• Evaluating the central role played by NGOs in the international system;
  • Having an advanced capacity to examine current issues by reference to international human rights standards and understand the nuanced significance and limitations of the international human rights system;
  • Understanding the challenges posed to the implementation of international human rights law in the context of economic globalization.

  • There is an 80% class attendance requirement (hurdle requirement),
  • Compulsory 1,000-word reflective essay (20%),


  • 5,000-word research essay on topic negotiated with Coordinator (80%)


  • Supervised open-book 3-hour (plus 30 minutes reading time) examination (80%).

The due date of the above assessment will be available to students via the LMS.

Prescribed Texts:
  • Daniel Moeckli, Sangreeta Shah, and Sandesh Sivakumaran (eds), International Human Rights Law (latest edition);
  • Specialist printed materials will also be made available from the Melbourne Law School.
Breadth Options:

This subject is not available as a breadth subject.

Fees Information: Subject EFTSL, Level, Discipline & Census Date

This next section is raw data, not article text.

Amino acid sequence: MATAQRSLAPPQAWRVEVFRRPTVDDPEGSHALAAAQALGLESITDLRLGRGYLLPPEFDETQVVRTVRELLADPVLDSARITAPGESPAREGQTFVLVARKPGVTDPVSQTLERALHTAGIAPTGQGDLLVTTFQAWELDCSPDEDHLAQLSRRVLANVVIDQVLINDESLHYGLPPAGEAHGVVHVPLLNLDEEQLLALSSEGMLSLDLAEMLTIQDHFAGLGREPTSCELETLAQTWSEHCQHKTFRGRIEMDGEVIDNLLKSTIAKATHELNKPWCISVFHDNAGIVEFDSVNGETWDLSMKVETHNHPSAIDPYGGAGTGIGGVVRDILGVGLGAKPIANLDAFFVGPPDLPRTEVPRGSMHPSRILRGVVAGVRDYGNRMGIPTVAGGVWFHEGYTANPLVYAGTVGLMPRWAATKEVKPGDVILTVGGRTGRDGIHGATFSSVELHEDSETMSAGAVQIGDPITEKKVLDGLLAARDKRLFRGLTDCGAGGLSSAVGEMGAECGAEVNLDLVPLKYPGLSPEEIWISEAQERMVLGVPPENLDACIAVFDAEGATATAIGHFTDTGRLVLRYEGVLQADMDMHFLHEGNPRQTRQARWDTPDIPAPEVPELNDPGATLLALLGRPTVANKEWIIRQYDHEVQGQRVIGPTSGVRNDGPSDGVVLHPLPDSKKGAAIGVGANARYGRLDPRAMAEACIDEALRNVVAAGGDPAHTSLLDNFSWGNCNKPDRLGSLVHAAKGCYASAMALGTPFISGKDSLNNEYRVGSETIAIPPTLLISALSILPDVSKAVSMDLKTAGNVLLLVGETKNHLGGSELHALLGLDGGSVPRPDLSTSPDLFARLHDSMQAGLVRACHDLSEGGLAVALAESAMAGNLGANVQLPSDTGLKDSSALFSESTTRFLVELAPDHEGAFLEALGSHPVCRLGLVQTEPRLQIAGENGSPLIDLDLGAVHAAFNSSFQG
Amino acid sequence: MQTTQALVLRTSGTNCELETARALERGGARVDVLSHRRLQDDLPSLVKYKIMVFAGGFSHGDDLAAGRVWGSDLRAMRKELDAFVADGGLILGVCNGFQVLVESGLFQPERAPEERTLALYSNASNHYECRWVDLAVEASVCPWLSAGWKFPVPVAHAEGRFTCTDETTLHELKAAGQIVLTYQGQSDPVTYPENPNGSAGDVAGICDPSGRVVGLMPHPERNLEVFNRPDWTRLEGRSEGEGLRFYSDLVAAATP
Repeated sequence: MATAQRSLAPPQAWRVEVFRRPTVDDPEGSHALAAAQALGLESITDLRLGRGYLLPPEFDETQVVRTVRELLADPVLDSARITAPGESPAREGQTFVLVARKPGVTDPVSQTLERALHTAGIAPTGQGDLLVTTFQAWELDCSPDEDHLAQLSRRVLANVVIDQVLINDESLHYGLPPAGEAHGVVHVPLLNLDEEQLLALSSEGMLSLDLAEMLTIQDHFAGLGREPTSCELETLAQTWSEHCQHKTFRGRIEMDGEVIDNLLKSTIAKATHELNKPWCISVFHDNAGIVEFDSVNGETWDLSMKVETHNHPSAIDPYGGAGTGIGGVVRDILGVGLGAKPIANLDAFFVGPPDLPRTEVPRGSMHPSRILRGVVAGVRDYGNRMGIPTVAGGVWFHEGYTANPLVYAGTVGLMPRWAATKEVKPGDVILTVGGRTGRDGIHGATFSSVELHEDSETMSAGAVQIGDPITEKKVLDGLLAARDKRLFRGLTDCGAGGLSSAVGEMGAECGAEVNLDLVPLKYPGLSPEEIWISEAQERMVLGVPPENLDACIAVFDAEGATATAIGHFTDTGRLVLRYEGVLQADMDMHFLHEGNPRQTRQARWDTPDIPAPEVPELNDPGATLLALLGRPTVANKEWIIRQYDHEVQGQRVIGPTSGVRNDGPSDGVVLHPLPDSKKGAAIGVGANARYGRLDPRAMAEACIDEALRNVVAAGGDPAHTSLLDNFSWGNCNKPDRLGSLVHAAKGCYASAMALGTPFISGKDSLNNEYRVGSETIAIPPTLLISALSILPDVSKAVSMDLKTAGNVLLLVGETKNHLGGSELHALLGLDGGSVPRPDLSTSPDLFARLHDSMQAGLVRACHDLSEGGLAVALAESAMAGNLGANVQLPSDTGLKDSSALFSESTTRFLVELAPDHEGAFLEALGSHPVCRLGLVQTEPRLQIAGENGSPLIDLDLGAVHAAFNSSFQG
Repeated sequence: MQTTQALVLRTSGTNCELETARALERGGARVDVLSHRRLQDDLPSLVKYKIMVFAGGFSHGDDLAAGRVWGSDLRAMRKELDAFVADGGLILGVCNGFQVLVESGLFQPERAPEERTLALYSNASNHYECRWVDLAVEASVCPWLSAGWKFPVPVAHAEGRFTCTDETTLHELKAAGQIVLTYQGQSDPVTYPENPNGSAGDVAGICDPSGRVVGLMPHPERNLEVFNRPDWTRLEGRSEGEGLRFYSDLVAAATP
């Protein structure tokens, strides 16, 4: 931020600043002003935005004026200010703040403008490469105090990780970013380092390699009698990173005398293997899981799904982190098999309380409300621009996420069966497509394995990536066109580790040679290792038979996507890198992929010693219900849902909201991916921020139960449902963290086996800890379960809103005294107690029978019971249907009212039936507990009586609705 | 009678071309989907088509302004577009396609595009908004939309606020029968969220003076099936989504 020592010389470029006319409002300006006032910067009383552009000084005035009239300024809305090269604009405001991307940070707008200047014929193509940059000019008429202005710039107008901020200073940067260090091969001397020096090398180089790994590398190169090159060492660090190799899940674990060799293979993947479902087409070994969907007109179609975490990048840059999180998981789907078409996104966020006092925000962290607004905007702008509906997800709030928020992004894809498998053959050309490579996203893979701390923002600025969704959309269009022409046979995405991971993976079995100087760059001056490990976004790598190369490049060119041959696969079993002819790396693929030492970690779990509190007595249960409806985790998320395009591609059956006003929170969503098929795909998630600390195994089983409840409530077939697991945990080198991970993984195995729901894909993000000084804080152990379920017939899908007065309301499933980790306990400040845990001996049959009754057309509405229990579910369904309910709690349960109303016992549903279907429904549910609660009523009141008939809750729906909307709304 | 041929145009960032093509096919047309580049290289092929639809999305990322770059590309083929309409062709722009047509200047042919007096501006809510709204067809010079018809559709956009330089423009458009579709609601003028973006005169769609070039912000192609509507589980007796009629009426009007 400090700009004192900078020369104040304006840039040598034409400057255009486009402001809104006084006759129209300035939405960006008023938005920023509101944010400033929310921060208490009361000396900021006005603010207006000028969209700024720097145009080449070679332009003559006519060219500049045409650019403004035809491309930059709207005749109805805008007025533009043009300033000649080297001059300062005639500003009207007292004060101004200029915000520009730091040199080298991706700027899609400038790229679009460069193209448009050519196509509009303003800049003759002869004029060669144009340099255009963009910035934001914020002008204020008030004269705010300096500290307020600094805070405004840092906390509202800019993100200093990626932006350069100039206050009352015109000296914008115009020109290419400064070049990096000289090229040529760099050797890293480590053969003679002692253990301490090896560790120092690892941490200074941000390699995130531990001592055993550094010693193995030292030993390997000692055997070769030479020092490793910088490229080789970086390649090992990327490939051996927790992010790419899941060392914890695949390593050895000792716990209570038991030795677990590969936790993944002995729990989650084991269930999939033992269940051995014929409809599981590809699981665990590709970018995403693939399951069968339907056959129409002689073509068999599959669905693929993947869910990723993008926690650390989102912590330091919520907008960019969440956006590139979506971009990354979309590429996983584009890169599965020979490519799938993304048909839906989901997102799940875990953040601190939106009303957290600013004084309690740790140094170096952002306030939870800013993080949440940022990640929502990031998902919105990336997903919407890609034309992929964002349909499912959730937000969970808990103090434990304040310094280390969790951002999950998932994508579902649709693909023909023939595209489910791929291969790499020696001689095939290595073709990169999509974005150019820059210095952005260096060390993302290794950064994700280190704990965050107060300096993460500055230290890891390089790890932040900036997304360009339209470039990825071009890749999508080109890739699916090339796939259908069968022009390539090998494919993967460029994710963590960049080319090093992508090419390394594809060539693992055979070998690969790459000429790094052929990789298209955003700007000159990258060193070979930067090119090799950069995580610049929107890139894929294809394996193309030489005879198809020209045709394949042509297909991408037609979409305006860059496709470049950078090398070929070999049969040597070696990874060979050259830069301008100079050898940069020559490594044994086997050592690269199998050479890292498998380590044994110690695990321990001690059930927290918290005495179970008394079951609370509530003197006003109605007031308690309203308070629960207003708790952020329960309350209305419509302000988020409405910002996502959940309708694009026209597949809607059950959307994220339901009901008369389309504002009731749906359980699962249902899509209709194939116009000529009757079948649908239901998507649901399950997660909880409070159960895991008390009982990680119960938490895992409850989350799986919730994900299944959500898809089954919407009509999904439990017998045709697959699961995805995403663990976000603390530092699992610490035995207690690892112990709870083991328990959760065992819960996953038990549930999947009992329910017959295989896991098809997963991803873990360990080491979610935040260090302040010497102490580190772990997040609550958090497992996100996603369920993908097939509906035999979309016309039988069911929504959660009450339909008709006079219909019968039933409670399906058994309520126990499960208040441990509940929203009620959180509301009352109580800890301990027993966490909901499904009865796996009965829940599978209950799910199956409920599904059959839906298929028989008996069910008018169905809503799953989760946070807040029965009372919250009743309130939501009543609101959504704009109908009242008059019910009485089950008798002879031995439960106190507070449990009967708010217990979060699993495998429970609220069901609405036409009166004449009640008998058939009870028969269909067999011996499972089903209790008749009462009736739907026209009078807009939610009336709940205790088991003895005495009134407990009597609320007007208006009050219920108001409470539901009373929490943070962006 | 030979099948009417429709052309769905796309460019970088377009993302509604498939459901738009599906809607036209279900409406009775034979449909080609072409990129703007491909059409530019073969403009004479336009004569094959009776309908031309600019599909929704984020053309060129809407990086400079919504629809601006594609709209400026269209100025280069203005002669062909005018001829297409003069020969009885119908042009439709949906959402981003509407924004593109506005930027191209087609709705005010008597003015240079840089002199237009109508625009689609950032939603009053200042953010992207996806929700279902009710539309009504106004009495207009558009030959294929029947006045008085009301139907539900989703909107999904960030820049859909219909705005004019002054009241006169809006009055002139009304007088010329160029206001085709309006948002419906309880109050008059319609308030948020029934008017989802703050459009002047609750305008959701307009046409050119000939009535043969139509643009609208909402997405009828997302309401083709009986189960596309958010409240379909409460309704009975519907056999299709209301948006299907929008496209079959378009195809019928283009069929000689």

Generic Skills:

On completion of the subject, students will have developed and demonstrated their skills in the following areas:

  • Cognitive skills to demonstrate mastery of theoretical knowledge and critical reflection in the context of academic and professional debates about the protection of human rights;
  • Cognitive, technical and creative skills to generate and evaluate complex ideas and concepts at an abstract level and the ability to translate those abstract ideas and concepts and apply them to practical problems and in assessment tasks;
  • Communication and technical research skills to justify theoretical propositions, methodologies, conclusions and professional decisions to specialist audiences in the context of scholarly writing and/or professional advice in assessment tasks;
  • Specialist understanding of the legal status and practical impact of a broad range of international legal materials;
  • Specialised ability to develop a research question in this complex field and to creatively carry out research involving diverse international sources;
  • Specialised capacity to compare, analyse and reflect on international legal issues across received legal categories; and
  • Highly developed intercultural sensitivity and understanding.

Related Course(s): Juris Doctor